Ina Opperman

By Ina Opperman

Business Journalist


More repo rate pain for South Africans expected this week

While consumers were expecting the repo rate to start easing, new challenges and a possible higher inflation rate indicate otherwise.


A 50 basis points repo rate seems the most likely when the Monetary Policy Committee of the South African Reserve Bank meets on Thursday. Some economists were favouring a smaller increase of only 25 basis points, but that dream has been scuppered by the rand falling during the past week to trade at R19.24 on Monday afternoon.

Higher stages of rolling blackouts are also still looming over the economy and the Bureau for Economic Research (BER) says although a further worsening of the power situation is undoubtedly bad for growth and it would argue against further domestic policy interest rate hikes, it is also inflationary.

“Longer hours without power will increase business operating costs as diesel-powered generators need to run for extended hours and wastage ramps up. Leading retailers already sounded the alarm that any additional costs associated with even more intense power cuts would have to be passed on to the end consumer.”

The BER says in that sense, increasingly, the power crisis is a stagflation (lower growth, higher inflation) shock. “The inflationary impact of rolling blackouts is exacerbated because concerns around the power crisis have arguably been a major contributing factor to the recent rand crash.”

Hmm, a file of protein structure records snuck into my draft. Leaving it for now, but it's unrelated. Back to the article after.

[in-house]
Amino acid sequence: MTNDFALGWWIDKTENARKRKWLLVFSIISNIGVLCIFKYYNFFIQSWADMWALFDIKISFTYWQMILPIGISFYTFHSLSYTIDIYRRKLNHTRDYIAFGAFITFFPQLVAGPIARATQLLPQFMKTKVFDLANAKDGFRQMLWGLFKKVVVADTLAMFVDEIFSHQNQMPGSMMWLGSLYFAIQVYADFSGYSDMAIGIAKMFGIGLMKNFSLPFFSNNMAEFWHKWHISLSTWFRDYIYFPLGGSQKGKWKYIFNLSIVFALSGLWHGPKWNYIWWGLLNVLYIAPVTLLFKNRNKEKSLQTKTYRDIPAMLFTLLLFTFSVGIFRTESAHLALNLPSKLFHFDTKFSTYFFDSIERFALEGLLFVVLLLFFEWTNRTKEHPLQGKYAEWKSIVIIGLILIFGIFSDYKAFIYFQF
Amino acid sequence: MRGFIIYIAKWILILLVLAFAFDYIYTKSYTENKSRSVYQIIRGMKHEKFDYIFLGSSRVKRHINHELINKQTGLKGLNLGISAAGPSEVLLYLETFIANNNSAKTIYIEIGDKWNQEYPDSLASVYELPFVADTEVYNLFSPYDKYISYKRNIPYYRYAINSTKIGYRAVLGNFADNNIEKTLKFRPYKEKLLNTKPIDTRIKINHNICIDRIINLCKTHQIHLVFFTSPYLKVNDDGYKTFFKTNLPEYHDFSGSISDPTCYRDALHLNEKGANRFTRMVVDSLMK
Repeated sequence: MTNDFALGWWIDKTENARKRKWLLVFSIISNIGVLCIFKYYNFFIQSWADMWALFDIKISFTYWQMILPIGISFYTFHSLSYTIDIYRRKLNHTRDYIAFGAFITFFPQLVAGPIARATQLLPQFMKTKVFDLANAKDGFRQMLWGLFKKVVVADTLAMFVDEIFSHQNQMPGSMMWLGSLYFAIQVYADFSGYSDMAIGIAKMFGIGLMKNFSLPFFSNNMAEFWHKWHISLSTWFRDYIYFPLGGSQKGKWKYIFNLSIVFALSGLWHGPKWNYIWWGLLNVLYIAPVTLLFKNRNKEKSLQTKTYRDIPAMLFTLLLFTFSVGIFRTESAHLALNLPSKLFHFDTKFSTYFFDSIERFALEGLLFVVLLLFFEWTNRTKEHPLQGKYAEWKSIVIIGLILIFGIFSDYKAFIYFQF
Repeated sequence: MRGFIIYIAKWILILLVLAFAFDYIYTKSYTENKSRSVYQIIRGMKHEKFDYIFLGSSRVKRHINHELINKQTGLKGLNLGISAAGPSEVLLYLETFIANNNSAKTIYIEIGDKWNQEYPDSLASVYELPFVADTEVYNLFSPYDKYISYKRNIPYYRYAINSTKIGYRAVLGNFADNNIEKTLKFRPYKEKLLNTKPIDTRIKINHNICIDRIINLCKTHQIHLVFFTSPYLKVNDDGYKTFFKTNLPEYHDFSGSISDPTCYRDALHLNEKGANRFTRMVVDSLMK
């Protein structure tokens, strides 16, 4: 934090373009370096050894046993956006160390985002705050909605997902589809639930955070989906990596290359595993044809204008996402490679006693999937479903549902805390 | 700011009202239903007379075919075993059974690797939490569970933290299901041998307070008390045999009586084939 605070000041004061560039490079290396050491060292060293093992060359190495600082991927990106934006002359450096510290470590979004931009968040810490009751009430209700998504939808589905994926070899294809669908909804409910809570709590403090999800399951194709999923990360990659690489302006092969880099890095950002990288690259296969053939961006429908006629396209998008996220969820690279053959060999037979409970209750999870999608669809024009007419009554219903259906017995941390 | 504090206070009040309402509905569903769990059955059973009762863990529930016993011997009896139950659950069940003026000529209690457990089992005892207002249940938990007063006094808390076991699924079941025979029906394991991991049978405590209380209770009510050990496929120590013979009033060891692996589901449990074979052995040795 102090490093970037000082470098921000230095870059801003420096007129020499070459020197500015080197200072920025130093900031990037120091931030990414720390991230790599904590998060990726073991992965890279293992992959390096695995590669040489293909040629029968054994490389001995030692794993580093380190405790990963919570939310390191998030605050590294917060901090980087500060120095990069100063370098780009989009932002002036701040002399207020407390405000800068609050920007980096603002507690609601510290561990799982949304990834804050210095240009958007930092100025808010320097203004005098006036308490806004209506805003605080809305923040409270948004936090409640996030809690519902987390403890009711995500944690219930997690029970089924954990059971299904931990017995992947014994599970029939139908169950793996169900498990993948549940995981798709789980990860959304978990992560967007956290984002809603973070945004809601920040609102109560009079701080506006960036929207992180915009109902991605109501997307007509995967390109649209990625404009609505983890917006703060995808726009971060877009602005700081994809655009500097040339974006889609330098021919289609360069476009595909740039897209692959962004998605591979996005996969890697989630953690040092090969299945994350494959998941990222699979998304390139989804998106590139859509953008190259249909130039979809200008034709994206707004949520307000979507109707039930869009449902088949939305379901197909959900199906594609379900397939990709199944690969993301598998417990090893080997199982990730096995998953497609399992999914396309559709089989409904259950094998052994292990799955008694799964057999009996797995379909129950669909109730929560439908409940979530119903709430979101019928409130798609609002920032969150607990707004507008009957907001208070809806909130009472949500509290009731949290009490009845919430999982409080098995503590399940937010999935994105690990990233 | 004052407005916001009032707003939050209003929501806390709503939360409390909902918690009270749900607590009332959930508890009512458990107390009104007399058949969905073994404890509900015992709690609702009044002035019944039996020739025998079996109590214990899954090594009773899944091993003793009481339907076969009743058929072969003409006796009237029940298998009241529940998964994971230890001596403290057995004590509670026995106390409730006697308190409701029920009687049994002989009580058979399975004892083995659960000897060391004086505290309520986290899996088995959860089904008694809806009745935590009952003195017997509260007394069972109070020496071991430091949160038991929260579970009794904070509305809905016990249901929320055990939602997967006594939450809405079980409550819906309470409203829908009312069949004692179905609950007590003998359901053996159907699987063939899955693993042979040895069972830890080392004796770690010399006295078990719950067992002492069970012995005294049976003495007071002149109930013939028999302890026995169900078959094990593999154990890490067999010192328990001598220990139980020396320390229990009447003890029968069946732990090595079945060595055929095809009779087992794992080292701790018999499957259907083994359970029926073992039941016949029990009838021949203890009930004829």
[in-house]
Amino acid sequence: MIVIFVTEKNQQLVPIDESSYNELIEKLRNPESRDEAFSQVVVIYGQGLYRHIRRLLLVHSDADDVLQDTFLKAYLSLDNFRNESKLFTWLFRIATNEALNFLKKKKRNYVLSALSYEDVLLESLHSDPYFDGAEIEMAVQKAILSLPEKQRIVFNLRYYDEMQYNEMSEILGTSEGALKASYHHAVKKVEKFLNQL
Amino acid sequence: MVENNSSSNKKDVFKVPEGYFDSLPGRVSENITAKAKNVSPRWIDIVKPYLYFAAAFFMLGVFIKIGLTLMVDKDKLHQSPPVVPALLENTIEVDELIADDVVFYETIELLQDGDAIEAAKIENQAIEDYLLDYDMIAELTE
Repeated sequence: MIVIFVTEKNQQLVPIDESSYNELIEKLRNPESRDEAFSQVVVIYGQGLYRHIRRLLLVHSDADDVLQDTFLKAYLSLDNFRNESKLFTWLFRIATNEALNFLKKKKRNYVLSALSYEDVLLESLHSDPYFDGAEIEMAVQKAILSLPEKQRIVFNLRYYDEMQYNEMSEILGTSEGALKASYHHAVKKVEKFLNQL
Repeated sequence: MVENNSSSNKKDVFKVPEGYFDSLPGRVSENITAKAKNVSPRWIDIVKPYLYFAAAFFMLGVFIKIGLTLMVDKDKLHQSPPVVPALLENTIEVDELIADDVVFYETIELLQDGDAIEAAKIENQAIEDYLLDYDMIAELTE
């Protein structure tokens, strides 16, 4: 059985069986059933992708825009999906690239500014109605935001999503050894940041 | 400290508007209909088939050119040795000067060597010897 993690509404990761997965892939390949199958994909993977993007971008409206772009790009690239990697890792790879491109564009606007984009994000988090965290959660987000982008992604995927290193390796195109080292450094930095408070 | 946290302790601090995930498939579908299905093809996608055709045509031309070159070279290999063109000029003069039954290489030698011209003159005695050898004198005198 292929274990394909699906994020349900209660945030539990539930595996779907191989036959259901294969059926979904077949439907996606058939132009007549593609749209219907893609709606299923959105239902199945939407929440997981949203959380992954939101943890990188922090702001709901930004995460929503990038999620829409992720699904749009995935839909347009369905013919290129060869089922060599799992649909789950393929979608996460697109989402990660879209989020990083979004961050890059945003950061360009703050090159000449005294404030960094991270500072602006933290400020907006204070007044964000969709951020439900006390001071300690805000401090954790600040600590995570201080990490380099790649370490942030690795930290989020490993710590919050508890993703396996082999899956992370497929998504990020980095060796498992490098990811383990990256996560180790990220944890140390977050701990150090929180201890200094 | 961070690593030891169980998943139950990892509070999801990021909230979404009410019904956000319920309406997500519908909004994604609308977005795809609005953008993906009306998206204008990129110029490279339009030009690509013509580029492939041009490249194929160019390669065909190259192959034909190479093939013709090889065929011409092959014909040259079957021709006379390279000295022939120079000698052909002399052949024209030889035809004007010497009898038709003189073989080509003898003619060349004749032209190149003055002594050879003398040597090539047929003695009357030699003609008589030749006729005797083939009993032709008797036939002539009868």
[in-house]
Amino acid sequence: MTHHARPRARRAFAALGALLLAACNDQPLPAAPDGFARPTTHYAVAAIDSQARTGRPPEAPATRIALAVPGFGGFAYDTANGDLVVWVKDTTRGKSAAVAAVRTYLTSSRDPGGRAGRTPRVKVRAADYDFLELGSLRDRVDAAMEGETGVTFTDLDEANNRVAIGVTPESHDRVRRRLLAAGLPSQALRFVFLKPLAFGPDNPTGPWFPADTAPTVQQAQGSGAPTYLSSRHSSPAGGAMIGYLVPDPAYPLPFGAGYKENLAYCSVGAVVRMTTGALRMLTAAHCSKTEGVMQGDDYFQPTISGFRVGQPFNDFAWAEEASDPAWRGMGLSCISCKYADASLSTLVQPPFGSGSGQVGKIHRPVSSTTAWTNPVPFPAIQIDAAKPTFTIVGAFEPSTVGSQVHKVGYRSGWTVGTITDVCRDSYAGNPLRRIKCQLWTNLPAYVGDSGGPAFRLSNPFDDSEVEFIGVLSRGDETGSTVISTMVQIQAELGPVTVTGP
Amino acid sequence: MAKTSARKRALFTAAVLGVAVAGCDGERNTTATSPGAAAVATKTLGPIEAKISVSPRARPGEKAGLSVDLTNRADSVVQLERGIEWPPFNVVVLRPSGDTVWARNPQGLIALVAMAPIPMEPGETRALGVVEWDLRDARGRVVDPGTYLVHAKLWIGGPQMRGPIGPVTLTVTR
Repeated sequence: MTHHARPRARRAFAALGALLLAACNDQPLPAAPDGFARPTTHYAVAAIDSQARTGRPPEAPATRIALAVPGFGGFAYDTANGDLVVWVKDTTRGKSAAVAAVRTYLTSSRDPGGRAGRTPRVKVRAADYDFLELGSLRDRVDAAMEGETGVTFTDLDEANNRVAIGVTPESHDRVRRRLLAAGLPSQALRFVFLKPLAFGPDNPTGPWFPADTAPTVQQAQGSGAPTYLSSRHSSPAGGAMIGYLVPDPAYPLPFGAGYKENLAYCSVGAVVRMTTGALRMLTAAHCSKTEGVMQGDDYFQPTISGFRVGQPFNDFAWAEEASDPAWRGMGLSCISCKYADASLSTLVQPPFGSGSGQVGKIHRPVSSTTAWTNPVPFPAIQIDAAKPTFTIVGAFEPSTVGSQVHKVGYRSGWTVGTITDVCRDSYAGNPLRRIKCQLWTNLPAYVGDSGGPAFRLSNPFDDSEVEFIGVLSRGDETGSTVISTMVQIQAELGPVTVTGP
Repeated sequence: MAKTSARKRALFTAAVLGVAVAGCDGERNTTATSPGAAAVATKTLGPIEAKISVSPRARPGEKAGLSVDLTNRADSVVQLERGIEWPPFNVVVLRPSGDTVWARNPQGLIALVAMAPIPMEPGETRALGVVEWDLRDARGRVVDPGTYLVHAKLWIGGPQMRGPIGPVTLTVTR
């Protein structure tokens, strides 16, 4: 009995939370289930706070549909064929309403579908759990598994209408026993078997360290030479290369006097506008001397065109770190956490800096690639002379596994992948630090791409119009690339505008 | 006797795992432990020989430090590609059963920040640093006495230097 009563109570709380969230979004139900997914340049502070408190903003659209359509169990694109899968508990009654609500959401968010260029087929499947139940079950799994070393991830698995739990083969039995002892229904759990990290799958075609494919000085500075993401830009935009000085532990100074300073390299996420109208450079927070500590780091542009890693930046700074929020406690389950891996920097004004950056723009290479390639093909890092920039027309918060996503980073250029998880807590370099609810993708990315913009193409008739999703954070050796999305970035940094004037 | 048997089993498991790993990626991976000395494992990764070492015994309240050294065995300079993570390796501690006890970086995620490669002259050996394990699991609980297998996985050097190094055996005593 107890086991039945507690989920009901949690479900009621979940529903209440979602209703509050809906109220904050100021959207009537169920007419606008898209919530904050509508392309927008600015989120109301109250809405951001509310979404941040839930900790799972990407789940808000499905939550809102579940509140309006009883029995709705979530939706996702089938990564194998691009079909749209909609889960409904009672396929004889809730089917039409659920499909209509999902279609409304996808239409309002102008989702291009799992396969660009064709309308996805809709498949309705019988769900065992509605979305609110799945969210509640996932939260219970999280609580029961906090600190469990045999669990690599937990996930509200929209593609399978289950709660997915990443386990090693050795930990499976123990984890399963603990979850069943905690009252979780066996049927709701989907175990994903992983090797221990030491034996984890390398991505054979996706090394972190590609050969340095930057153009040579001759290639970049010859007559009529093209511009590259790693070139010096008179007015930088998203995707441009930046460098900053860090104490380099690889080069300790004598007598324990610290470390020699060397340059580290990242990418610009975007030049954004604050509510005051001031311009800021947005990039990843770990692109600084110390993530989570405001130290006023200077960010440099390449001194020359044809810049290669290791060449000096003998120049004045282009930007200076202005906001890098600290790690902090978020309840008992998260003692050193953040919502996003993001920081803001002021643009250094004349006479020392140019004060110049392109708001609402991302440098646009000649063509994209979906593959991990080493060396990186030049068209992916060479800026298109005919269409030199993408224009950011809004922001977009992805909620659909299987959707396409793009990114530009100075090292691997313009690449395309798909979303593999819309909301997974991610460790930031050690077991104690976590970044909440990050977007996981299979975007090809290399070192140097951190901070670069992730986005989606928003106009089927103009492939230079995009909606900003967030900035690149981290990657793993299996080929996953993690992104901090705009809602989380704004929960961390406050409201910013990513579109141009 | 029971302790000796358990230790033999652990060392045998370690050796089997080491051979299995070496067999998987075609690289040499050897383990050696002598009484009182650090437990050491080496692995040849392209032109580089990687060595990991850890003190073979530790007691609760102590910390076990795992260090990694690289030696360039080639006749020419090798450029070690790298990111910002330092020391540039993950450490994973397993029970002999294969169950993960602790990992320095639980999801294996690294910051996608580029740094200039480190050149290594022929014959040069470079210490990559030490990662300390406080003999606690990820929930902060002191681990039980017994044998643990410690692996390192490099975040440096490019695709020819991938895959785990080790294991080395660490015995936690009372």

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Weaker rand and more load shedding

The weaker currency will have adverse price impacts, the BER says, but points out that fortunately, in the very near term, the pass-through of the currency sell-off to domestic inflation is muted by subdued international oil prices although it started increasing last week. 

“Even so, given the South Africa Reserve Bank’s (Sarb) primary mandate of price stability, we think the upside price risks from more intense rolling blackouts, the recent stark deterioration in SA’s risk premium and the associated fall in the value of the rand will push the MPC to hike the repo rate by 50 basis points on Thursday.”

The BER expected an increase of 25 basis points before the recent bout of currency weakness, that would signal the end of the tightening cycle. “Even if the MPC moves by 50 basis points, it is now less clear whether that will bring the hikes to an end.”

The uncertain domestic interest rate outlook reflects mixed commentary from leading US central bank (Fed) policy makers during the past week. The BER says even after 500 basis points worth of Fed policy rate hikes over the past year, some members of the rate setting committee doubted whether the US policy rate was sufficiently restrictive to timeously bring inflation back to the Fed’s 2% target.

“Our baseline view remains that the Fed is done hiking, but the conviction is not particularly strong. More Fed hikes would add to the risk that the Sarb also does more after this week and pushes the domestic policy well into restrictive terrain, potentially overdoing the tightening.”

Besides the repo rate decision on Thursday, ongoing rolling blackouts and any further developments on the US-SA diplomatic front, the release of the April inflation rate on Wednesday will also be in focus.

“As with the releases so far in 2023, there is plenty of forecast risk surrounding the number. In part, this is driven by the food component, which has increased by more than expected so far this year. For April, we expect a smaller, albeit still relatively elevated, monthly increase for the food component. The annual rate of increase is also set to tick down a notch to 14.3%.”

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Three reasons repo rate will increase by 25 basis points